U.S. Department of Education publishes recommendations for AI use

“Everyone in education has a responsibility to harness the good to serve educational priorities while also protecting against the dangers that may arise as a result of AI being integrated in ed tech,” according to the U.S. Department of Education Office of Educational Technology’s report, Artificial Intelligence and the Future of Teaching and Learning: Insights and Recommendations.

Published in late May, the report explains the basics of AI, examples of how it’s being used to support learning, considerations for building ethical and equitable school policies, and recommendations for education leaders as well as next steps the department is taking on the matter.

Educators are exploring opportunities to use AI-powered tools like speech recognition to increase the support available to students with disabilities, multilingual learners and others who could benefit from greater adaptivity, as well as ways to personalize learning, adapt lesson plans and more.

But there are also potential risks associated with the technology, such as security and data privacy concerns, impacts on academic integrity and the possibility that content produced by AI includes bias, inaccurate or inappropriate information.

In developing its guidance for education technology, the Education Department consulted students and families, teachers and support staff, researchers, policymakers, advocates and technology developers.

Addressing AI

Listening sessions held in summer 2022 with education leaders and stakeholders revealed an overwhelming interest in taking action now to prepare for the anticipated rise of AI in ed tech. “When AI enables instructional decisions to be automated at scale, educators may discover unwanted consequences,” the report. “In a simple example, if AI adapts by speeding curricular pace for some students and by slowing the pace for other students (based on incomplete data, poor theories or biased assumptions about learning), achievement gaps could widen.”

AI’s potential to “enable achieving educational priorities in better ways, at scale, and with lower costs” was another motivation. The technology could be used to improve the adaptability of learning resources to help students recover academically from the pandemic, according to the report. It can also be used to customize educational materials to meet local needs by incorporating elements of an area’s community and culture. AI tools, such as automated assistants, can also provide teachers with in-class support and be used by educators to extend support to students after class.

Uses and recommendations

Educators are already using AI to support learning via AI-based tutoring to help students solve math problems, AI support for effective teamwork by students and utilizing AI to improve adaptability for learners with special needs.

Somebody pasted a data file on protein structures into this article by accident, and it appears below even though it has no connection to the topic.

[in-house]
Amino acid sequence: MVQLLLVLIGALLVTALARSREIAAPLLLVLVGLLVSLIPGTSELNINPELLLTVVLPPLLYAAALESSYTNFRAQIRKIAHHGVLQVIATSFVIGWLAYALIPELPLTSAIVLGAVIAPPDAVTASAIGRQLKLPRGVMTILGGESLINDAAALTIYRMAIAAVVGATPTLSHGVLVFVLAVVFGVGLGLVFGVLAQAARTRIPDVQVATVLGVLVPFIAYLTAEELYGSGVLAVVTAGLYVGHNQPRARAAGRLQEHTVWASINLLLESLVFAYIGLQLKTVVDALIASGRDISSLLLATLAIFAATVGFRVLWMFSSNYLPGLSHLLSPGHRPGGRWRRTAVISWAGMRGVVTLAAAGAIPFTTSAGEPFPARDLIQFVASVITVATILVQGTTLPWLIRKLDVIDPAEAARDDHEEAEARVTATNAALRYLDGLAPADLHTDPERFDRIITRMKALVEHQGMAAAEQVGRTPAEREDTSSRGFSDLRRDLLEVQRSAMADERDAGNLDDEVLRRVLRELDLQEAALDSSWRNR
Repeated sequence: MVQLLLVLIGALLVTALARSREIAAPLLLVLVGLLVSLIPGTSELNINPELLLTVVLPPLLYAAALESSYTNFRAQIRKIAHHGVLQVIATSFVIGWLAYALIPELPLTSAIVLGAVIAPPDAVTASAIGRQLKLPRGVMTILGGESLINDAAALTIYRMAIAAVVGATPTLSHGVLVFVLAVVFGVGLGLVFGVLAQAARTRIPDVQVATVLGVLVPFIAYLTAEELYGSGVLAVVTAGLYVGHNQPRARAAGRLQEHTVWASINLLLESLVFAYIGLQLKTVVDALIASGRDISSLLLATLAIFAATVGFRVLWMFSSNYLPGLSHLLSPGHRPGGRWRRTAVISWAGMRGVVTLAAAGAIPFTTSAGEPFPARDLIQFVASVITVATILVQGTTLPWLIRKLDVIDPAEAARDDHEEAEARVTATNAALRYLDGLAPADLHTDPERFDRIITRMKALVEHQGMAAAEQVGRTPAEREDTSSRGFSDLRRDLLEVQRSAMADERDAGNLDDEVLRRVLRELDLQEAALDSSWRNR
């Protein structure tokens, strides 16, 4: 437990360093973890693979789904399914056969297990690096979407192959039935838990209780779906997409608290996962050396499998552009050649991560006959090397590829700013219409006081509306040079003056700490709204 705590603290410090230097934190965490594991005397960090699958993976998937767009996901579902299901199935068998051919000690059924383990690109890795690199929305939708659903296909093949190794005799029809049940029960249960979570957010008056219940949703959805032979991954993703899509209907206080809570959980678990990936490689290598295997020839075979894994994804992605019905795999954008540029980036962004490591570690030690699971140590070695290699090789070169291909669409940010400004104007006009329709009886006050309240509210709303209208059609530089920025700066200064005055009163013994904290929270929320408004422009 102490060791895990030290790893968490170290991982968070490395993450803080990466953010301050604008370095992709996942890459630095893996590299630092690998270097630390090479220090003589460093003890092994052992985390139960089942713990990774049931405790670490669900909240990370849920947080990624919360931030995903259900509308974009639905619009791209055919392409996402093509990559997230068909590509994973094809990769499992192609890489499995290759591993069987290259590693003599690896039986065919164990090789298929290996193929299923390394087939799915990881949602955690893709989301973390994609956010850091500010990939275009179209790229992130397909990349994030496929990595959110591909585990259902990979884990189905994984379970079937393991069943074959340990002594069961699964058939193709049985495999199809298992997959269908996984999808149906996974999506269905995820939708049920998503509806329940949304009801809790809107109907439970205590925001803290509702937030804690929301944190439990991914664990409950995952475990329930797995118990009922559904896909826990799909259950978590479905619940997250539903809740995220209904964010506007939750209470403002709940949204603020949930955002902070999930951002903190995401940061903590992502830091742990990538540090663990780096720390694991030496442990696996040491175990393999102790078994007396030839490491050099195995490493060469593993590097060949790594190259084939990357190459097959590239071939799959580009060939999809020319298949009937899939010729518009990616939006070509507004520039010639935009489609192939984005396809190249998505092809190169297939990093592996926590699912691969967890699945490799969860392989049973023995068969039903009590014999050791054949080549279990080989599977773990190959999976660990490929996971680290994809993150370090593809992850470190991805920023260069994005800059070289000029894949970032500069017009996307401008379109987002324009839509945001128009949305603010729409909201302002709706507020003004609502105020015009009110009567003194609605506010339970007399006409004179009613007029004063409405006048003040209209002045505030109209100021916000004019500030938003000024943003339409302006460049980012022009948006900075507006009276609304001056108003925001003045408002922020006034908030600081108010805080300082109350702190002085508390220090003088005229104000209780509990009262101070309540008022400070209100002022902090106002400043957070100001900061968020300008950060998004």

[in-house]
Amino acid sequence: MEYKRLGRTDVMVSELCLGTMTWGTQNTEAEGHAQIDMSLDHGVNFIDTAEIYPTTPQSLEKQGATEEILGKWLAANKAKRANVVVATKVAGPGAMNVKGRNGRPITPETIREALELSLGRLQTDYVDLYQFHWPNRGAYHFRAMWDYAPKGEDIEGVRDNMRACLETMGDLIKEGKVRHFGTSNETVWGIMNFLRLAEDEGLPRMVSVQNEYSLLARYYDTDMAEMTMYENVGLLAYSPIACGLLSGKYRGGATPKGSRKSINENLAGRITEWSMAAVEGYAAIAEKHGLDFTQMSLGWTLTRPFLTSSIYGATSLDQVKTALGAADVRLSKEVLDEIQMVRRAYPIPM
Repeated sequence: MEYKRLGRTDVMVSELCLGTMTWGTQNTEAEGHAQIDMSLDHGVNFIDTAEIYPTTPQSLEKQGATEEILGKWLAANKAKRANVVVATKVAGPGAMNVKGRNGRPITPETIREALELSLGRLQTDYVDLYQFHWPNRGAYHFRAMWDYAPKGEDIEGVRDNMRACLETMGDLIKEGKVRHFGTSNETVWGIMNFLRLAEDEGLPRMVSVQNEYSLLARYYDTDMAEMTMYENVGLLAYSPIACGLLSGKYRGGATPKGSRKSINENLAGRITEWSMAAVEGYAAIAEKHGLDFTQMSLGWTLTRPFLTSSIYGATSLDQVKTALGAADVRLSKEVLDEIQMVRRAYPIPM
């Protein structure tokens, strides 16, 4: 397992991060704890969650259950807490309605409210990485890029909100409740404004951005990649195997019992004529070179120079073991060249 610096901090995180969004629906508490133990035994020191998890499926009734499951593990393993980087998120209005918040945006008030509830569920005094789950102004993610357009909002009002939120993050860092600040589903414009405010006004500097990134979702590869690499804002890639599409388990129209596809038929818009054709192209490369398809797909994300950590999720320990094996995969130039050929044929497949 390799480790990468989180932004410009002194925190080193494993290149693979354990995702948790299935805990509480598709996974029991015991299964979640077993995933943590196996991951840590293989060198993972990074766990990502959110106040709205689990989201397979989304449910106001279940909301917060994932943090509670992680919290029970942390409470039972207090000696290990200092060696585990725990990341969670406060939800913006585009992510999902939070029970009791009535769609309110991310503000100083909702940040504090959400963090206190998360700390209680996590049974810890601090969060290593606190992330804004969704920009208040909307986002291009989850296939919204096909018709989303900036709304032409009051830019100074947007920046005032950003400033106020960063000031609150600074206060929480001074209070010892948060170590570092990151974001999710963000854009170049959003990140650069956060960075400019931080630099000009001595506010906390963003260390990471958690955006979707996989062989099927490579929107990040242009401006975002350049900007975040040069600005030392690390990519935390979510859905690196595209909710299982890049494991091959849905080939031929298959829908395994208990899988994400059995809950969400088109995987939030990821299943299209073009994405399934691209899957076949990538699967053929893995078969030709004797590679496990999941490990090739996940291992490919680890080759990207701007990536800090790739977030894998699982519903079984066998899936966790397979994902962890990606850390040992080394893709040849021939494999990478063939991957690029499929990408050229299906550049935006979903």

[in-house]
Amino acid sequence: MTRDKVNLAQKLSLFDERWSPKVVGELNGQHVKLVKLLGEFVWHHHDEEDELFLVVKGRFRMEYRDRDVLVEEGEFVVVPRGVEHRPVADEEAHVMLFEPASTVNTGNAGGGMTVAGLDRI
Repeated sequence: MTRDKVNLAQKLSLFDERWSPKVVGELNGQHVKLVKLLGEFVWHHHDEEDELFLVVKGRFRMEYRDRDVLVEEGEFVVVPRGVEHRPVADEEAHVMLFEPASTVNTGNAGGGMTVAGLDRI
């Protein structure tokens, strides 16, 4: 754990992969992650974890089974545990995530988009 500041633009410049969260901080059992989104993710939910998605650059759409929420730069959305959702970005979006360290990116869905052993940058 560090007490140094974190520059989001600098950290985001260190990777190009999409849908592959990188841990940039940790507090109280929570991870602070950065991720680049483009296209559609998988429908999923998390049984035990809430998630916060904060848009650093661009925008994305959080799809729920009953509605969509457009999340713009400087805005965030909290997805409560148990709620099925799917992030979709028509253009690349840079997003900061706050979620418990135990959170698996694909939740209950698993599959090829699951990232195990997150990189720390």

Foundational elements for building ethical and equitable policies around teaching and learning — such as centering people (parents, educators and students); advancing equity; ensuring safety, ethics and effectiveness; and promoting transparency — are critical.

In building policies, the report suggests that education leaders “recognize and build on prior accomplishments in ed tech (such as strong prior work on student privacy and school data security) as well as broad frameworks for safe AI (such as the Blueprint for an AI Bill of Rights). Leadership must also reach beyond these accomplishments and frameworks to address emerging opportunities and risks that are specific to novel capabilities and uses of AI in education.”

Recommendations for policy action are as follows:

  • Emphasize keeping humans involved
  • Align AI models with a shared vision for education
  • Prioritize strengthening trust among users
  • Inform and involve educators
  • Focus research and development on addressing context and enhancing trust and safety
  • Develop education-specific guidelines and guardrails
  • For the research and development sector, design products using modern learning principles

Moving forward, the Education Department will examine specific policies and regulations, collaborate on additional resources and events to increase the understanding of AI, and work across sectors to update the National Educational Technology Plan to “guide all constituents toward safe, equitable, and effective AI in education in the United States, in alignment with our overall educational priorities.”